The festival of Dasara is celebrated to worship the goddess Durga who is known in various forms i.e chamundeshwari, kali etc. It is celebrated in various versions as Durga Pooja in Bengal and Orissa and as Dasara and Navaratri in other parts of India, celebrating the victory of good over evil.

In Northern India Ramalila ceremony is observed on the dasara day commemorating the victory of Rama over the demon-king Ravana and the rescue of Sita. Gujarat states celebrates it with Garbha.

In southern India, usually Goddess Durga pooje, Saraswathi pooje, Maranavami or aayudha pooje and Vijayadashami is important. Celebrations include display of godess in various forms and toys for the nine days; hence it’s also called as ‘bombe habba’. I remember as a kid, I along with my mom and grandma’s help used to make playground, zoo, cricket field etc for the bombe habba. This used to be a huge step wise arrangement in our drawing room so the sofas, dining table etc would be moved for a couple of days. People who came to see bombe i.e the toy arrangement were given some sweets or candies called 'bombe baagana'.

During Saraswathi pooje, we worship books to symbolize the goddess of knowledge, on aayudha pooje we worship tools like scissors, knives, vehicles or machinery etc and the celebrations conclude with Vijayadashami on the tenth day of the month. Aarthi is performed daily in the evenings along with devotional songs.

On Vijayadashami day it is said that the Goddess Durga also known as Chamundeshwari killed the demon Mahishasura and got the name as Mahishasuramardhini, this event is said to have taken place near Mysore, city of Karnataka state. So event on this day Mysore dasara is very famous and people from all over the world come to see the celebrations. When the city was a princely state, celebrations on this day would include a gran procession of the king of Mysore in a golden ambari (elephant mounted throne) to banni mantapa (a playground) where he would symbolically cut a shami tree. Now with the integration of the princely states into the union of India, the maharaja is replaced by the idol of Godess Chamundeshwari. Variou artists from different fields like classical music, dance, flute, veena etc display their talent in the mysore palace grounds area. People thong to appreciate these performers.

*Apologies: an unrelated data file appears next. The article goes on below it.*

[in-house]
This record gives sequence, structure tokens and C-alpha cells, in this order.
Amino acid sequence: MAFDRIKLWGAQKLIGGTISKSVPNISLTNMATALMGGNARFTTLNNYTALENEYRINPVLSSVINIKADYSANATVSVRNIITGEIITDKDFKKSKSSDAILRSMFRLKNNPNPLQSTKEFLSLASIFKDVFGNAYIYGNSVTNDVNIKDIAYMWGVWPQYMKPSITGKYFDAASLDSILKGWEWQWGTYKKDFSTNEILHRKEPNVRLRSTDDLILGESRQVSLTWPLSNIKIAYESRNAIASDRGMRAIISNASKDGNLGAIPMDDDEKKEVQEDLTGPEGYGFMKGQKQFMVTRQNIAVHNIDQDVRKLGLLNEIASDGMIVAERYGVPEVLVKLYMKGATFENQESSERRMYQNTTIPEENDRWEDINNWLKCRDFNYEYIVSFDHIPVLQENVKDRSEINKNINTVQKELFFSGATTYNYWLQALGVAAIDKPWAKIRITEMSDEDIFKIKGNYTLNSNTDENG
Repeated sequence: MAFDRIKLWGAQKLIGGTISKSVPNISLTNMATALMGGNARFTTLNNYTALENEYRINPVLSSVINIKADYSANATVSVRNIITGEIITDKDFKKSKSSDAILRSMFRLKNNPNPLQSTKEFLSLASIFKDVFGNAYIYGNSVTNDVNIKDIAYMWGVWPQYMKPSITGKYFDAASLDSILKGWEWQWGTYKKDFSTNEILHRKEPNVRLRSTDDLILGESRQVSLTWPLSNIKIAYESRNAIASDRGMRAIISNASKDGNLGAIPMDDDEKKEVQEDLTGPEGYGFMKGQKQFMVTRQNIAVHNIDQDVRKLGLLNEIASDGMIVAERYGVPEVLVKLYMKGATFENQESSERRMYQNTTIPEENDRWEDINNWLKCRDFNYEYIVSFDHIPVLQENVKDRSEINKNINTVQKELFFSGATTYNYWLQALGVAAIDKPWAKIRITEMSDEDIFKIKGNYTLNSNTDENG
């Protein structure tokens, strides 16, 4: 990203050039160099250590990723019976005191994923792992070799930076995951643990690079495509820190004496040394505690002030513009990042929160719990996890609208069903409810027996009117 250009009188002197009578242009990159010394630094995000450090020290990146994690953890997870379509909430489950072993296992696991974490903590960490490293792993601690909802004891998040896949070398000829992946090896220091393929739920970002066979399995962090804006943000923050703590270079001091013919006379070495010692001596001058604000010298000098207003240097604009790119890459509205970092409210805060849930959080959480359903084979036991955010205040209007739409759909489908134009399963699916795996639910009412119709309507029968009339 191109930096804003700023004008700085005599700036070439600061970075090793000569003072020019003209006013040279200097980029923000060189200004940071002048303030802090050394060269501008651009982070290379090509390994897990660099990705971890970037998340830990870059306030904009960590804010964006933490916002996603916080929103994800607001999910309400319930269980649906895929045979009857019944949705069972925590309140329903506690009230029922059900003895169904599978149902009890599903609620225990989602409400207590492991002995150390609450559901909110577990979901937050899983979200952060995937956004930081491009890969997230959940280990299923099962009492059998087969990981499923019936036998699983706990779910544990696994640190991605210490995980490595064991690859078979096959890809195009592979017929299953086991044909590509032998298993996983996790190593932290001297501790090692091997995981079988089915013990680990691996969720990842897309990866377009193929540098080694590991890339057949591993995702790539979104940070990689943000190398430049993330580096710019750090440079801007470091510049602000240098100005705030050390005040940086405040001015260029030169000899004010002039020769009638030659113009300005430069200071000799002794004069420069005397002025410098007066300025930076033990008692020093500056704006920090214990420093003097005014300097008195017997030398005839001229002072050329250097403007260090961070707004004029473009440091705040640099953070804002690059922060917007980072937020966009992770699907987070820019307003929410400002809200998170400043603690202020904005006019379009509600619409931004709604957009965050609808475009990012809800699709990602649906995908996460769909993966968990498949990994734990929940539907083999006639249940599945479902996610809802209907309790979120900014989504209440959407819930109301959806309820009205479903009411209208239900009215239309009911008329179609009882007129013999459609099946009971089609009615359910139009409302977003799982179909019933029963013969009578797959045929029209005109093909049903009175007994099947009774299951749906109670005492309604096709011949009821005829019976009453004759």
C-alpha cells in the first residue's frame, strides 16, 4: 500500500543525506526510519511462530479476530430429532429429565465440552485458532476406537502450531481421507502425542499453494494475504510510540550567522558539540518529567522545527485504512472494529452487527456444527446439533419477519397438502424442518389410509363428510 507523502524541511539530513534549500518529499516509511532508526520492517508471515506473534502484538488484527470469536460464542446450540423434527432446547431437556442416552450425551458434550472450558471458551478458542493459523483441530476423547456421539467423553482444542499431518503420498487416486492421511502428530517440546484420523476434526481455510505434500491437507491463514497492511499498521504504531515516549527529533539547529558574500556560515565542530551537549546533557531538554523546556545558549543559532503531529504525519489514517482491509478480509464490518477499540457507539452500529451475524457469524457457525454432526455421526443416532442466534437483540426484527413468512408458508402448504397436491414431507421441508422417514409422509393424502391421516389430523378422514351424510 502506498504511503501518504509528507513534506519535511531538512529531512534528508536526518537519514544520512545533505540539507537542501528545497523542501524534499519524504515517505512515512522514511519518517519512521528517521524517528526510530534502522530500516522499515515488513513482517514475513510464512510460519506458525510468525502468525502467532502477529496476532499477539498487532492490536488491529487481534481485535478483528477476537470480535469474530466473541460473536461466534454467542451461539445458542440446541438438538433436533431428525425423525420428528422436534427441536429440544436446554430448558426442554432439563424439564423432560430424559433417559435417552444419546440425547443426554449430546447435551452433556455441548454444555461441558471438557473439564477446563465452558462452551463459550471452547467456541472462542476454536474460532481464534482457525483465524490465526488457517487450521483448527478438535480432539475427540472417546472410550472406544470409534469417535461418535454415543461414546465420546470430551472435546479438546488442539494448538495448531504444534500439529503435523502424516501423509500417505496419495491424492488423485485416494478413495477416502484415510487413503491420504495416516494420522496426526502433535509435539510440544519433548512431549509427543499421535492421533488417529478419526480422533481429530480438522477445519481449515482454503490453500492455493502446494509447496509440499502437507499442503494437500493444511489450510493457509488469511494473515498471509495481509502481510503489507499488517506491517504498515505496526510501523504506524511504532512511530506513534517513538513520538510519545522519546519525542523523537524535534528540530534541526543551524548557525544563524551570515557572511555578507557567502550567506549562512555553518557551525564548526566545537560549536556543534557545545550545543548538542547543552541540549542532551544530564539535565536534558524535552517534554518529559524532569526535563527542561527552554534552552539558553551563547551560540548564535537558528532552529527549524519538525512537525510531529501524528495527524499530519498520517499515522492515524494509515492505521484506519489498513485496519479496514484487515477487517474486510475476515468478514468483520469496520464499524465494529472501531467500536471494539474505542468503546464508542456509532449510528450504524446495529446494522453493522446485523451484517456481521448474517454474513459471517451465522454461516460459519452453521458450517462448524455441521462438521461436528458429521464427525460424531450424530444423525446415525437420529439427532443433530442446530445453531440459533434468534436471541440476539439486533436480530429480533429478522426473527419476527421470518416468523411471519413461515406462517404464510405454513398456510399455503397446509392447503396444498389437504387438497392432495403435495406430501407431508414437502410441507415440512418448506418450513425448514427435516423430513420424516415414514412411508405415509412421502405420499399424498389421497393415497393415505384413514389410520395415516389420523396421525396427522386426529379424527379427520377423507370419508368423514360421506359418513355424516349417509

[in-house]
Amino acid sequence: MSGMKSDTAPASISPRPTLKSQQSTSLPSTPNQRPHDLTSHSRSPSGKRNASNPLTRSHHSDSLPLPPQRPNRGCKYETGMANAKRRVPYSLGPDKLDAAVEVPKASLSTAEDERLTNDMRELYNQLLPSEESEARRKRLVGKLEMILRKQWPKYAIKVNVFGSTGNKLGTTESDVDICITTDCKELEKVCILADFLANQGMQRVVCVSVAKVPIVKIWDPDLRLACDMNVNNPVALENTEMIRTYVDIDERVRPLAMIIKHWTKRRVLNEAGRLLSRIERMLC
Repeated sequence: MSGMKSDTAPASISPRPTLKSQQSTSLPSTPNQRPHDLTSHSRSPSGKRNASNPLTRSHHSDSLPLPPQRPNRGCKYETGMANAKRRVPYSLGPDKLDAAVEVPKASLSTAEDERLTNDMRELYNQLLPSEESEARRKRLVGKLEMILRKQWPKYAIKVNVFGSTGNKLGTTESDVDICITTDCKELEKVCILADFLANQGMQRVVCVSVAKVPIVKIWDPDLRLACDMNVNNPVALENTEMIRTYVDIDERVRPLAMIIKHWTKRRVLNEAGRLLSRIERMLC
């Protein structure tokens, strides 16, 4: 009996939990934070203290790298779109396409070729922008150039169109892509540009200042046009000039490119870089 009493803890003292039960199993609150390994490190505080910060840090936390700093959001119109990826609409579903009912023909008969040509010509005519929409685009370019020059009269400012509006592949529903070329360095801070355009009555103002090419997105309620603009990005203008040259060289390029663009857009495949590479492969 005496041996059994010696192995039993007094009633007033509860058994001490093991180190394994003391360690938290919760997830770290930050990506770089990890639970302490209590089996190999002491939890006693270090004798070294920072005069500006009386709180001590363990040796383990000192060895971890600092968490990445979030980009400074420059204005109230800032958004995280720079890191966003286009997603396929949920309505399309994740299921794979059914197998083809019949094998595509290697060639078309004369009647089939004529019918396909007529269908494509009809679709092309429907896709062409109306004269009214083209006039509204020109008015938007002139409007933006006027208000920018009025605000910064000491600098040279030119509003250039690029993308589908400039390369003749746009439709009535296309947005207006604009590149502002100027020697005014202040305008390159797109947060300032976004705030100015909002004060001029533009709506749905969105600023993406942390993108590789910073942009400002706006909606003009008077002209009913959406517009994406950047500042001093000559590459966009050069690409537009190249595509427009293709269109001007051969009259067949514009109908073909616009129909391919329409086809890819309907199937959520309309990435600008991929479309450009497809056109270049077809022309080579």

The story of the Shami tree goes like this – The Pandavas had hid their weapons in a Shami tree when they underwent a period of exile. At the end, they returned to that spot and found their weapons intact and so they worshipped with prayers both the shami tree as well as the Godess Durga, deity of strength.

Meanwhile the kauravas got the news of Pandavas arrival and had invaded that area. Hence Pandavas fought the battle and won the fight. The day that all these events took place has been known as “Vijayadashami”. That’s why even to this day, people exchange shami leaves and wish each other victory in their own projects.

Overall, the main idea of Navaratri is the triumph of good over evil.

Wishing you all victorious in all your endeavors with my Shavige payasa/ Vermicelli pudding.


Shavige/ cut vermicelli – 1/3cup

Few cashews and raisins roasted in 1tbsp ghee

Water – 1/2cup

Sugar – 3tsp

Whole milk – 1cup

Cardamom powder/elachi powder – 1/4tsp


  • Heat 1tbsp of ghee in a pan. Add vermicelli and roast till light brown in color.
  • Then add water and cook till soft.
  • To this add sugar and mix well.
  • Then add milk and bring it to boil. Keep stirring occasionally so that it doesn’t catch the bottom.
  • Lastly add the dry fruits and elachi powder and mix well.

Shavige Payasa is ready to be served.

Wishing you all a Happy Dasara!!!

Friday, September 25, 2009

Paneer Bhurji

Bhurji is a name used for dryish kind of a curry. Egg bhurji (something similar to scrambled eggs but with masalas) being the famous form. For people who don’t eat eggs, it can be substituted with Paneer or Indian cheese. This is a quick recipe and comes handy when you are left with no veggies/ minimal veggies or when you don’t want to get into an elaborate dish. Both egg bhurji and paneer bhurji tastes yummy when made with right masalas. I would like to mention that its 1 of our favorites during cold & wet day!